Future Tense is a partnership of Slate, New America, and Arizona State University that examines emerging technologies, public policy, and society. It sounds like the stuff of spy novels. A secretive company backed by an eccentric billionaire taps into sensitive data gathered by a University of Cambridge researcher. The company then works to help elect an ultranationalist presidential candidate who admires Russian President Vladimir Putin. Oh, and that Cambridge researcher, Aleksandr Kogan, worked briefly for St. Petersburg State University.
Controversial data mining company collected information on at least 87 million Facebook users. LONDON -- Cambridge Analytica created its own Facebook quizzes and questionnaires to collect reams of data on users using the social networking giant, according to a former senior official at the data mining company. Brittany Kaiser, the former director of program development at Cambridge Analytica, told British lawmakers on Tuesday that the company, which is at the center of a broader Facebook data scandal, widely used such practices, including a "sex compass" quiz, to garner insight on people's online habits. These data-collection strategies made it highly likely that more people's Facebook data had been collected without their knowledge than previously thought, according to Kaiser. Cambridge Analytica is already accused of using a third-party app created by Aleksandr Kogan, a Cambridge University professor, to collect online information on up to 87 million Facebook users.
British data analytics firm Cambridge Analytica is at the centre of controversy in the US and UK after two newspapers reported the company harvested personal data about Facebook users beginning in 2014. Best known for assisting the 2016 presidential campaign of US President Donald Trump, Cambridge Analytica is now facing a government search of its London office, questions from US state authorities, and a demand by Facebook that it submit to a forensic audit. The UK's Information Commissioner has announced she is seeking a warrant to probe the company's servers – and also that she was forced to tell Facebook to "stand down" its own enquiries after its auditors and lawyers visited Cambridge Analytica's offices. "Such a search would potentially compromise a regulatory investigation," Elizabeth Denham said. Here is some of what is known about Cambridge Analytica.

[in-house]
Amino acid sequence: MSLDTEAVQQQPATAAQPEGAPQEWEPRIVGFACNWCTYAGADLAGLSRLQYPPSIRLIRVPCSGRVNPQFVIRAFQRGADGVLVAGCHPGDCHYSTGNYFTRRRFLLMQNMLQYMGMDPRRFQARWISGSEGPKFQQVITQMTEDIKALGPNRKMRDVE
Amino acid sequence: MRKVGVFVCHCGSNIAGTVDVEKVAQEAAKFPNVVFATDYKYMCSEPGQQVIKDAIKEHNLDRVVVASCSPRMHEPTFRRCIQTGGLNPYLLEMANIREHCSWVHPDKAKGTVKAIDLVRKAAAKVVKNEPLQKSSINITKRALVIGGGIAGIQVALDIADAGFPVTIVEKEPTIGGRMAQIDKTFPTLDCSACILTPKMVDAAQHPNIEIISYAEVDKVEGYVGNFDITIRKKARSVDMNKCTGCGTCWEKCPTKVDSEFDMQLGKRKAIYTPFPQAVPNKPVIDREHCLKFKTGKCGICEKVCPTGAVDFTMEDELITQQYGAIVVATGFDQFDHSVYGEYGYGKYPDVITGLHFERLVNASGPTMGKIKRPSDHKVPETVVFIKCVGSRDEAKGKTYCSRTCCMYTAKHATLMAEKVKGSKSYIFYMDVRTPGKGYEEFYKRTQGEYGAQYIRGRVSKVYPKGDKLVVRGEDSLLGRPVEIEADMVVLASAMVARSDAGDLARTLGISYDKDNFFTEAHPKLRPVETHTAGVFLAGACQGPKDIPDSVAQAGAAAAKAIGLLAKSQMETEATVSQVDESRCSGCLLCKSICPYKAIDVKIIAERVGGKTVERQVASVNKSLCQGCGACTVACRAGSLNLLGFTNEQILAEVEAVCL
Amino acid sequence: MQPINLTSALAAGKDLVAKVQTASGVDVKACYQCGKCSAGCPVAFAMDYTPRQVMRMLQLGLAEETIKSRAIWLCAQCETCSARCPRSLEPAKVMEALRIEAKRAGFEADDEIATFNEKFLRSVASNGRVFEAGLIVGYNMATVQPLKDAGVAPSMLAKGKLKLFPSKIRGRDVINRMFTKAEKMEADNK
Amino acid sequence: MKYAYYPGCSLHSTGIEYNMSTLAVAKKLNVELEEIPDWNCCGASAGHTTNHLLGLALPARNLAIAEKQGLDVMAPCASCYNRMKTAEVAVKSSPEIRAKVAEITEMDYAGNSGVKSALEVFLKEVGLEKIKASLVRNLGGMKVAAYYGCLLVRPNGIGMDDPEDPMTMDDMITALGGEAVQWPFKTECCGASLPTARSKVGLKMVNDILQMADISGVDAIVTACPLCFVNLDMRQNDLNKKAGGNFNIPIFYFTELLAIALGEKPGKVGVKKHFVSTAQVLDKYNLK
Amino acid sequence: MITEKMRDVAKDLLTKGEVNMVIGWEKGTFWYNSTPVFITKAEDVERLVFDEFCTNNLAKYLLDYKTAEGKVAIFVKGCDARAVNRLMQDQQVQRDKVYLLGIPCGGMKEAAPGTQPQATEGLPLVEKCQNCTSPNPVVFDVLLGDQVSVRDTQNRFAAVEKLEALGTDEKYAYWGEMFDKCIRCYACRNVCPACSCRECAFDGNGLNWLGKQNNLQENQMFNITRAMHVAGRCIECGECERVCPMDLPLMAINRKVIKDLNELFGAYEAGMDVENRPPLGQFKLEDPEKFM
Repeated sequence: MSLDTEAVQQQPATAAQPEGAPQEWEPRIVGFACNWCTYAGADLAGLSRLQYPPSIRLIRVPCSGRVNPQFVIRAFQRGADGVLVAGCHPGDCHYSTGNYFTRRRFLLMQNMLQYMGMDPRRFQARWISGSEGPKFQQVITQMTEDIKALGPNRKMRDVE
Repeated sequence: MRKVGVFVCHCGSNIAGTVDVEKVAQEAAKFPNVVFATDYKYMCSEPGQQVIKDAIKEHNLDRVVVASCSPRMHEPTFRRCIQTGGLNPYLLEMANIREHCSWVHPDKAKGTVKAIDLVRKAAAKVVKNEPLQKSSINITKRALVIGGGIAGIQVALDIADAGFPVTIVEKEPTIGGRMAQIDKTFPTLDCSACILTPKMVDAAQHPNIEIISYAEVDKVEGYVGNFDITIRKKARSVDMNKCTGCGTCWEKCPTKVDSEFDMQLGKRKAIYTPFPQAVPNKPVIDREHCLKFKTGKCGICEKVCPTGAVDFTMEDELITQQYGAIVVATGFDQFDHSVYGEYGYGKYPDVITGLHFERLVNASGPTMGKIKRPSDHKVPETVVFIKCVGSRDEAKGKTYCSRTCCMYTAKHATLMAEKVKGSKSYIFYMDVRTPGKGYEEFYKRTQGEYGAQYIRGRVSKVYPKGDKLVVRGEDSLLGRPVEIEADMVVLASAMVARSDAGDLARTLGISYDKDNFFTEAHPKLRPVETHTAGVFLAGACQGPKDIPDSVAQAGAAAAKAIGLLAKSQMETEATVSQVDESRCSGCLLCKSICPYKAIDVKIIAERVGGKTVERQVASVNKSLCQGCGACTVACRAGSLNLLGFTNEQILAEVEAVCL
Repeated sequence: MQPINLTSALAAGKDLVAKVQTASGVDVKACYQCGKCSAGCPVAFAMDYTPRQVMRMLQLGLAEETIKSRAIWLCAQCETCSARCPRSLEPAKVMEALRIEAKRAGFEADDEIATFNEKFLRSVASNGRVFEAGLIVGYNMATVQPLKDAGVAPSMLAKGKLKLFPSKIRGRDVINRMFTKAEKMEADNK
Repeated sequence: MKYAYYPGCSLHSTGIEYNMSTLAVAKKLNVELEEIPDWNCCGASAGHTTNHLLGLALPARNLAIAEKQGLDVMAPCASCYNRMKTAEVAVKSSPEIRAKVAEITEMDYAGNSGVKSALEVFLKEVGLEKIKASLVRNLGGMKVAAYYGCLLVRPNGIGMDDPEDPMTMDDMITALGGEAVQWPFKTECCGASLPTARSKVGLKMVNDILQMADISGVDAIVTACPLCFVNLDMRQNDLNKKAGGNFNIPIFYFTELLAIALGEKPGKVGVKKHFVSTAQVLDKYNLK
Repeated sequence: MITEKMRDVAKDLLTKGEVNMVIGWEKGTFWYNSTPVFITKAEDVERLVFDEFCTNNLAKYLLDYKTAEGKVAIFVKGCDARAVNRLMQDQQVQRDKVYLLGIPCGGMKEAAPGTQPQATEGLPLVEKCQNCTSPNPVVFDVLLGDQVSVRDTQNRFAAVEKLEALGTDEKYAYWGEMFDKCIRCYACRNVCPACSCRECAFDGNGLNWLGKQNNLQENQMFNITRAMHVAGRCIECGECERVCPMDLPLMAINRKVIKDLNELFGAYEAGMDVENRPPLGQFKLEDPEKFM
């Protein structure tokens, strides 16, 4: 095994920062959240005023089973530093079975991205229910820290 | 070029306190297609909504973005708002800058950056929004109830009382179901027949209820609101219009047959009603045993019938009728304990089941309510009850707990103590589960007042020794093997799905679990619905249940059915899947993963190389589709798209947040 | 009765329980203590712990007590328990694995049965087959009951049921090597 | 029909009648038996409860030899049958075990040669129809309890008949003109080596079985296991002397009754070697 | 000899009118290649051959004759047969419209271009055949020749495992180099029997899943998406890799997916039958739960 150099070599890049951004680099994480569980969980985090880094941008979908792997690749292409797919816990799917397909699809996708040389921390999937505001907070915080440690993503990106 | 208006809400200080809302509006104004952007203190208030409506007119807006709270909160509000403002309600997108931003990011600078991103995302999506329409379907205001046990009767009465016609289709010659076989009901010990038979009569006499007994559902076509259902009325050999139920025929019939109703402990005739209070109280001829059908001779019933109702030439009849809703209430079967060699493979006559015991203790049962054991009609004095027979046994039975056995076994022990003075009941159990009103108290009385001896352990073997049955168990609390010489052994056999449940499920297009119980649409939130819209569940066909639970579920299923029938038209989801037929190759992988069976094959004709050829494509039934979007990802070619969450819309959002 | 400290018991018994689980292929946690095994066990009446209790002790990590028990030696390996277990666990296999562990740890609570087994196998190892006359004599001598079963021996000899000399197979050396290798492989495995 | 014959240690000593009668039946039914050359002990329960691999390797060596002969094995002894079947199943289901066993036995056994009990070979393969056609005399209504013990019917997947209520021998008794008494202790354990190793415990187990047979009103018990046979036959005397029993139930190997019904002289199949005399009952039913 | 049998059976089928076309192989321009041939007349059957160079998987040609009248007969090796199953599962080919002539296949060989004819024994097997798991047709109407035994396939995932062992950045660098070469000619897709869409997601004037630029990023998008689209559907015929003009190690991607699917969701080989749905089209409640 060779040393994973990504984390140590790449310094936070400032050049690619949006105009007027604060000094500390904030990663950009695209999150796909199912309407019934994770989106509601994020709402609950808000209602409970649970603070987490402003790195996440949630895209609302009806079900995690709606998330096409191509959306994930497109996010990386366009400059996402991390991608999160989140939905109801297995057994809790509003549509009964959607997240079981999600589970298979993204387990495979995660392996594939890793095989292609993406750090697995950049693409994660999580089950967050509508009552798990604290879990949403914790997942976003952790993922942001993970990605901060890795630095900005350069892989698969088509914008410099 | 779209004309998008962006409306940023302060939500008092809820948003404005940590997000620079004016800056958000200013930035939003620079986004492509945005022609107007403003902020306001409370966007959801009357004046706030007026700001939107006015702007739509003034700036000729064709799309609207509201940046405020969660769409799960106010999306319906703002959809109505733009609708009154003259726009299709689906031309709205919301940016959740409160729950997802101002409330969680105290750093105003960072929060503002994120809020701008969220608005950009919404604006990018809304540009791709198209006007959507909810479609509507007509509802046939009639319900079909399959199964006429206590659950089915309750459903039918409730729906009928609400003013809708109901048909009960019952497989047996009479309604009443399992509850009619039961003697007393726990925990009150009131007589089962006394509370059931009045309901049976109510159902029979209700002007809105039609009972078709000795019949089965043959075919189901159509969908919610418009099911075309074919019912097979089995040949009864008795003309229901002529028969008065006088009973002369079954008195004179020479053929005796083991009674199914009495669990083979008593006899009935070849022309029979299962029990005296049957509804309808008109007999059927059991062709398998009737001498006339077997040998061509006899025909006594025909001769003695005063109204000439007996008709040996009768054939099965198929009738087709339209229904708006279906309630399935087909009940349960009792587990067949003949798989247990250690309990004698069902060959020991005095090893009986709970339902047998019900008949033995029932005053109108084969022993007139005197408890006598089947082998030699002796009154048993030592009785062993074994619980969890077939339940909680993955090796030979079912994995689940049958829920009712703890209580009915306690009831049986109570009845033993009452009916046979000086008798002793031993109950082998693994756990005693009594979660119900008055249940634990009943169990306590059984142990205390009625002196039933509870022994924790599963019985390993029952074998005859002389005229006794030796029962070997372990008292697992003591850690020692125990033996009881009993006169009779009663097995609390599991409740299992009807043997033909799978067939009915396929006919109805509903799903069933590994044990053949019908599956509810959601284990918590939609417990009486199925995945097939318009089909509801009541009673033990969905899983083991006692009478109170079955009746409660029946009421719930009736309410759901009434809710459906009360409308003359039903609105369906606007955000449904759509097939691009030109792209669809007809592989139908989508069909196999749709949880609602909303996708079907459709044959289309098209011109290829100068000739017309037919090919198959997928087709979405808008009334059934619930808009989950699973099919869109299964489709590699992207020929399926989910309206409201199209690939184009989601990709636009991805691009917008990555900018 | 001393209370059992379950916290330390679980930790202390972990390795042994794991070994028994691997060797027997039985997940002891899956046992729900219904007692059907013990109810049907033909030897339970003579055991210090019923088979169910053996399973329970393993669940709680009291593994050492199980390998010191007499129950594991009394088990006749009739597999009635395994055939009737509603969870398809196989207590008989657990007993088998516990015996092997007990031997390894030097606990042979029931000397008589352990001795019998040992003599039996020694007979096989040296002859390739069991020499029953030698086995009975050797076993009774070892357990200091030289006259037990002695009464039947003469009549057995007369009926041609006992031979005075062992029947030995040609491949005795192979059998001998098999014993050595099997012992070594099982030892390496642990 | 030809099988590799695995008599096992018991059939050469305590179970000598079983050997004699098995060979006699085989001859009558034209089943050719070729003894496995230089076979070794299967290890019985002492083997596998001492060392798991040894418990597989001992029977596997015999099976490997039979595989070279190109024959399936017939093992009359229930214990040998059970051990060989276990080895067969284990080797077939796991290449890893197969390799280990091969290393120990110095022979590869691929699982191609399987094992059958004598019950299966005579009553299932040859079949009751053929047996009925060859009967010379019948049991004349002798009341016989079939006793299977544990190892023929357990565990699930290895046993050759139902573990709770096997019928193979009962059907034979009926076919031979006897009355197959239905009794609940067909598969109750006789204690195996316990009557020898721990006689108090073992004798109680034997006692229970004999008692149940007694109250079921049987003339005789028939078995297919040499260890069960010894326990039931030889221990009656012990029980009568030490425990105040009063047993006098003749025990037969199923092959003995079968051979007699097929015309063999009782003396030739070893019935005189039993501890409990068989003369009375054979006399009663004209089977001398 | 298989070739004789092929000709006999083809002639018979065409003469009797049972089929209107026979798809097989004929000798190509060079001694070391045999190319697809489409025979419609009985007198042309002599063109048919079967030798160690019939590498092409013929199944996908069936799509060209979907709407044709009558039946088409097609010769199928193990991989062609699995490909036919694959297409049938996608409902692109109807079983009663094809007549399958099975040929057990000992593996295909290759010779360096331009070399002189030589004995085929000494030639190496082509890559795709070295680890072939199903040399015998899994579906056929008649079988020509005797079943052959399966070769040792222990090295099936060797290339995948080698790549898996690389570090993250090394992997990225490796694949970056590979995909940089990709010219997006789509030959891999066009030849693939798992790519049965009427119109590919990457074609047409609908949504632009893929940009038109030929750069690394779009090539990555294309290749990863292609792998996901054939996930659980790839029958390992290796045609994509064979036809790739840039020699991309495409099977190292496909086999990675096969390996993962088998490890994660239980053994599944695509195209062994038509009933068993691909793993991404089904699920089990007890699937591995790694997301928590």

Britain's Information Commissioner will seek a warrant to search computers and servers used by the London-based political consulting firm Cambridge Analytica (CA), which is accused of using the personal data of tens-of-millions of Facebook members to influence 2016's US presidential election. Elizabeth Denham said the company had failed to cooperate after she issued a Demand for Access to records and data it held on 7 March. "Cambridge Analytica has not responded to the commissioner by the deadline provided. Therefore, the Information Commissioner is seeking a warrant to obtain information and access to systems and evidence related to her investigation," her office said in a statement. A whistleblower, Christopher Wylie, who worked with CA, claimed the company had amassed the data of some 50 million people through a personality quiz on Facebook called This is Your Digital Life, created by academic Aleksandr Kogan, of Global Science Research.